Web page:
Editor’s note: Charles Mink is a former U.S. Army sergeant who spent 15 months in Iraq as an human intelligence collector. He is currently the coordinator for Project GO at the Center for Middle Eastern Studies at the University of Arizona and is working towards his masters at the School of Middle Eastern and North African Studies at ASU.
In 2007, our unit officially received orders to Iraq for a 15-month “surge” deployment. I was an enlisted 27-year-old sergeant stationed at Fort Bragg, North Carolina, “home of the Special Forces.”
It was a good time for military careers, especially at a high-deployment duty station like Fort Bragg. I was sad to leave the United States for so long. In fact, what makes it so hard for people to deploy is knowing beforehand all the events they’ll miss — weddings, birthdays, etc. — but in reality, I was very excited to do the job I’d been trained to do.
“Interrogators don’t have much of a role when they’re stateside,” I heard our instructors tell us back at Fort Huachuca in 2004.
That is very true. And by 2007, I was tired of the life in garrison at Bragg. It was tense, uncertain, and I was impatient. I wanted to find out if the interrogation and Arabic language training would work outside the confines of exercise and role play.
It was about a month before the ship-out date that the Special Forces Command came calling from their compound less than a mile from my barracks. They were looking for a few “augmentees” from intelligence units on Bragg to fill critical interrogator positions. Adding to the pressure, I now found out that the soldiers reading and acting on my interrogation reports would be America’s most elite units, many of which shall remain nameless.
I worked in a prison on Iraq’s most operative air base. The reason, of course, was so that U.S. Air Force planes could bring us detainees every night. Often the detainees were suspected of possessing time-sensitive information, like knowledge of pending attacks or the whereabouts of al-Qaeda’s most high-ranking members. Getting the information quickly, in either case, was imperative. So we knew that the moment the Air Force planes landed, it was time to go to work.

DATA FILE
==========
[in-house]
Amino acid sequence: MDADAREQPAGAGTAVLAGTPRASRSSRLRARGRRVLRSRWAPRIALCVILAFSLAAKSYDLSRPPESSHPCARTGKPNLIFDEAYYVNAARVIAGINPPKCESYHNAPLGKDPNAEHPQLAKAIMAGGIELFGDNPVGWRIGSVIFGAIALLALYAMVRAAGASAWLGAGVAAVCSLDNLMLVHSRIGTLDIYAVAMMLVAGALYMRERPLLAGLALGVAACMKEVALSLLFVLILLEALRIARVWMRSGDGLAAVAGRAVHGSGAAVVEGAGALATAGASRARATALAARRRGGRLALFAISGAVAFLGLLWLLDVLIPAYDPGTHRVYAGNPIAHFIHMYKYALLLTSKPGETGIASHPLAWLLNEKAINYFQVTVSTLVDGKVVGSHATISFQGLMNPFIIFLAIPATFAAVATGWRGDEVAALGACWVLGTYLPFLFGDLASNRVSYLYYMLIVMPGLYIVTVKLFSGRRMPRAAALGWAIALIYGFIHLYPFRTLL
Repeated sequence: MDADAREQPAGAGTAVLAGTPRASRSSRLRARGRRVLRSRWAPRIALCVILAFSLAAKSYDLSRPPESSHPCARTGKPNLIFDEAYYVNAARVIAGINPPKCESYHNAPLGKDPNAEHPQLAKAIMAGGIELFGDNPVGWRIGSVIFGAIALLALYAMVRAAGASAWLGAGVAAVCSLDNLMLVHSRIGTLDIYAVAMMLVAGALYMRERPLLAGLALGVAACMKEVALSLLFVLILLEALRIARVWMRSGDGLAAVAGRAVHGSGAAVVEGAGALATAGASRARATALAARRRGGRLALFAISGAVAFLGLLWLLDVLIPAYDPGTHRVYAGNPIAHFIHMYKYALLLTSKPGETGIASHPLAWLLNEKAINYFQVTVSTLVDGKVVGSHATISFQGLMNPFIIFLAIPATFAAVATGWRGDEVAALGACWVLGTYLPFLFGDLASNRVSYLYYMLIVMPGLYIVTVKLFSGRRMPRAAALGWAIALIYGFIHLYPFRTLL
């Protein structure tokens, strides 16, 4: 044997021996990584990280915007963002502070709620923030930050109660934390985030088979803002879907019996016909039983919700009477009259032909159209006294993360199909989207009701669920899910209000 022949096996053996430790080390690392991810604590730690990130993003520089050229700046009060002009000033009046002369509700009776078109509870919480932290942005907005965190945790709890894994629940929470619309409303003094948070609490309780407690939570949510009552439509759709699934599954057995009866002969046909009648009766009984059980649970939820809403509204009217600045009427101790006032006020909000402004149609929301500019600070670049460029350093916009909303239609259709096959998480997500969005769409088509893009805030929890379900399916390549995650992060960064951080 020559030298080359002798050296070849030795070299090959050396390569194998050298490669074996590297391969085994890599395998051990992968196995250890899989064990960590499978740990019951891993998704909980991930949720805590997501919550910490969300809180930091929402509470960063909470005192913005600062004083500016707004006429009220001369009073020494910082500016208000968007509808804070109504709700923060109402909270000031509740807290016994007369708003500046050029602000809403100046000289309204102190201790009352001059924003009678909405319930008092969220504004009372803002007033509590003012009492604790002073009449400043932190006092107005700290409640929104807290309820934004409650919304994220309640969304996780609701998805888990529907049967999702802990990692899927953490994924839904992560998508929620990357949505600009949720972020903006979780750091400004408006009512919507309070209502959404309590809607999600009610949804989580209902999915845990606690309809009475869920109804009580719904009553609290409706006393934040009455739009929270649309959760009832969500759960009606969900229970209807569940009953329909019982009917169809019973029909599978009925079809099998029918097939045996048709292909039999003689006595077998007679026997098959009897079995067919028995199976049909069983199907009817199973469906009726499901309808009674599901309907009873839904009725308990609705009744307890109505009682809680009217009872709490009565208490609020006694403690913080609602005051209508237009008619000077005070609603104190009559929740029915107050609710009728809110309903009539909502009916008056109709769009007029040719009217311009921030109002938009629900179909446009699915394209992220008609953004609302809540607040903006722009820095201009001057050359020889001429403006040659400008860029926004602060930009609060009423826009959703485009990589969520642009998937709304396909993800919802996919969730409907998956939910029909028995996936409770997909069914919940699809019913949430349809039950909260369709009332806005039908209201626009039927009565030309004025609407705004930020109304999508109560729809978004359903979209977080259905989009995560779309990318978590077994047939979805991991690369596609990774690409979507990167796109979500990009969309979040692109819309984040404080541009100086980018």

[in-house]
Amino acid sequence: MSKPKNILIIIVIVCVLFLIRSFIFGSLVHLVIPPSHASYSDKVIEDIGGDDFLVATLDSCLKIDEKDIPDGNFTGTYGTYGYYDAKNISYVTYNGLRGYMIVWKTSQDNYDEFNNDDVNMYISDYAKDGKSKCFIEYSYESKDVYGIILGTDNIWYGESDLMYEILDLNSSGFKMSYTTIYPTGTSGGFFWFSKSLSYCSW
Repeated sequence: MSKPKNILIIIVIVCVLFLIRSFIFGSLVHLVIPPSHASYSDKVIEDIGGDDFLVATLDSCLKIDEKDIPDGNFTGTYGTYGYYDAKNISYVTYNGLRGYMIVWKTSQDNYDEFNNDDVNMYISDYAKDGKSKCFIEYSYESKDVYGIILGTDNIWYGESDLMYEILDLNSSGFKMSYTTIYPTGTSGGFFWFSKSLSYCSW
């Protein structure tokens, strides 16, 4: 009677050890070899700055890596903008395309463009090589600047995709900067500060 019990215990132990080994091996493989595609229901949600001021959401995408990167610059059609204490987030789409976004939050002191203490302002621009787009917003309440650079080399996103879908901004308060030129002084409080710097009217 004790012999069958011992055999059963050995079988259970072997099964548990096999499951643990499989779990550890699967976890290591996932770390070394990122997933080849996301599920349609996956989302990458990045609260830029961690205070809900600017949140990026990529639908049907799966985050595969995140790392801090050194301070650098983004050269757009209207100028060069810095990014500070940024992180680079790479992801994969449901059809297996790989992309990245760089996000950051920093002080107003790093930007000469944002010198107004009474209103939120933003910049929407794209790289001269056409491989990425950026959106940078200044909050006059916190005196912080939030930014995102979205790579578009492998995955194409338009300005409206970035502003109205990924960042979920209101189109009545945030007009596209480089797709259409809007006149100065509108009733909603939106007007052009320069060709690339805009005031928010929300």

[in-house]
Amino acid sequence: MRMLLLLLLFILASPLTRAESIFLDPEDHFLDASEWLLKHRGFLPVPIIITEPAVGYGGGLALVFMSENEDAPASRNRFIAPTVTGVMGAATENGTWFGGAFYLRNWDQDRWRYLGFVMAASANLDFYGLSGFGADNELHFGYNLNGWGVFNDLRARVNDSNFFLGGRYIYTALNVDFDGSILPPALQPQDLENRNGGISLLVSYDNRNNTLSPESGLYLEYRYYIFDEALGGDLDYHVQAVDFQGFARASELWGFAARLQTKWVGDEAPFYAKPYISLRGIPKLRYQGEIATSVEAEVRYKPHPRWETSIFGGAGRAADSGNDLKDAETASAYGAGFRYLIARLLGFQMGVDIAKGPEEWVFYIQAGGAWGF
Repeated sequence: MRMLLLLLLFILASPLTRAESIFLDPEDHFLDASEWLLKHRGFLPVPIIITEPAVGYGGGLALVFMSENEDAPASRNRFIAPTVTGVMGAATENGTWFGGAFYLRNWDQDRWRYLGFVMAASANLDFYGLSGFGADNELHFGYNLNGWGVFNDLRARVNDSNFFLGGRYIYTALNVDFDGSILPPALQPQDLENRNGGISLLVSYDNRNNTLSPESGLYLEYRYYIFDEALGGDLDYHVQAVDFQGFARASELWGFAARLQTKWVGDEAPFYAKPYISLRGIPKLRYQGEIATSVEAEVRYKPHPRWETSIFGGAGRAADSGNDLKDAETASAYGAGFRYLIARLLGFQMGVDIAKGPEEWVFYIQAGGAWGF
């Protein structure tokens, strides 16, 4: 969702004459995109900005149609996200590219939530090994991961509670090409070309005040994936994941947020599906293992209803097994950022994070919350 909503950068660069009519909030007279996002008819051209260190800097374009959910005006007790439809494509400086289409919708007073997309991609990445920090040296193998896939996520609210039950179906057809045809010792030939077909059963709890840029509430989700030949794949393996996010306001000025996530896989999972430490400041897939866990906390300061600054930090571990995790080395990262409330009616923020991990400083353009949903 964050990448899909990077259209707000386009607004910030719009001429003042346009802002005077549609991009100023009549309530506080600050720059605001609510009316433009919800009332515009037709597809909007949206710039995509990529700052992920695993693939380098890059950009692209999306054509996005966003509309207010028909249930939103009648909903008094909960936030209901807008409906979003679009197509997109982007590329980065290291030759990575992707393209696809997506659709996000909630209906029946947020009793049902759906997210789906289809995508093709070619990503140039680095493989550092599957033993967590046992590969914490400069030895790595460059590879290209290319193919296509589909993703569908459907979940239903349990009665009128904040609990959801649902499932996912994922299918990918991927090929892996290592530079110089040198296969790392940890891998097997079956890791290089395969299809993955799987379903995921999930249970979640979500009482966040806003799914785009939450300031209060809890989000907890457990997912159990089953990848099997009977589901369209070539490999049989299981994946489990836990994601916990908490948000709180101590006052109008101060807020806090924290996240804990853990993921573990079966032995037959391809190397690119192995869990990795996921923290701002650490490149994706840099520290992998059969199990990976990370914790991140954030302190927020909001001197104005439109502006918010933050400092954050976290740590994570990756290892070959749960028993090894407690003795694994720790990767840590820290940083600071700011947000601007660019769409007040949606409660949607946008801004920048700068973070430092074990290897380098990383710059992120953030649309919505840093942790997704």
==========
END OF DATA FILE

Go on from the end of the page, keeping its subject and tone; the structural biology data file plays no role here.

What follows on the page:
All in all, I conducted over 1,200 interrogations — a lot but still far less than some of the veteran interrogators with whom I had the privilege of working. And yes, we did obtain the kind of information to keep our troops safe, and to disrupt the organization determined to do them harm.
Our Special Forces eliminated Abu Musab al-Zarqawi on June 7, 2006, and then his successor, Abu Ayyub al-Masri, on April 20, 2010.
My time in the interrogation booth for 15 months was – and in my memory still is – colored by a relentless fixation on the bad guys. Knowing them better than they knew themselves was what allowed us to destroy them.
“Don’t they just appoint a new leader every time one gets killed… like a snake growing a new head?” I’m often asked this question, and it’s a good one. “True,” I tell them, “but the new head is weaker every time it has to regrow.” And as I write this, 10 years after our invasion began, the Sunni insurgency in Iraq is pretty well-beaten.
I am not blind to the follies of our invasion. I’m unconditionally patriotic, but I’m not gullible. If asked whether or not “we won” the Iraq War, I have to respond that we didn’t, and we never could have.
The mission, as my colleagues and I understood it, was to find and remove weapons of mass destruction and al-Qaeda from Saddam’s Iraq. Like many, we believed he was harboring both. But as we all found out, the former never existed. And as I found out many times over in the interrogation booth, the latter only came to Iraq in response to our invasion.
Sure, we eliminated a lot of bad guys, but only after our invasion brought them to us. In the end, our counterinsurgency strategy was a success, although it was successful primarily in countering an insurgency we created.
This short narrative is a testament to the resolve and professionalism of our troops, especially the elites who faithfully acted on the intelligence we interrogators generated through tried-and-true, non-coercive interrogation techniques. As for those who strategized the war, I feel we could rightly question their wisdom: Is it wise, after all, to invent a problem just because we’re capable of solving it?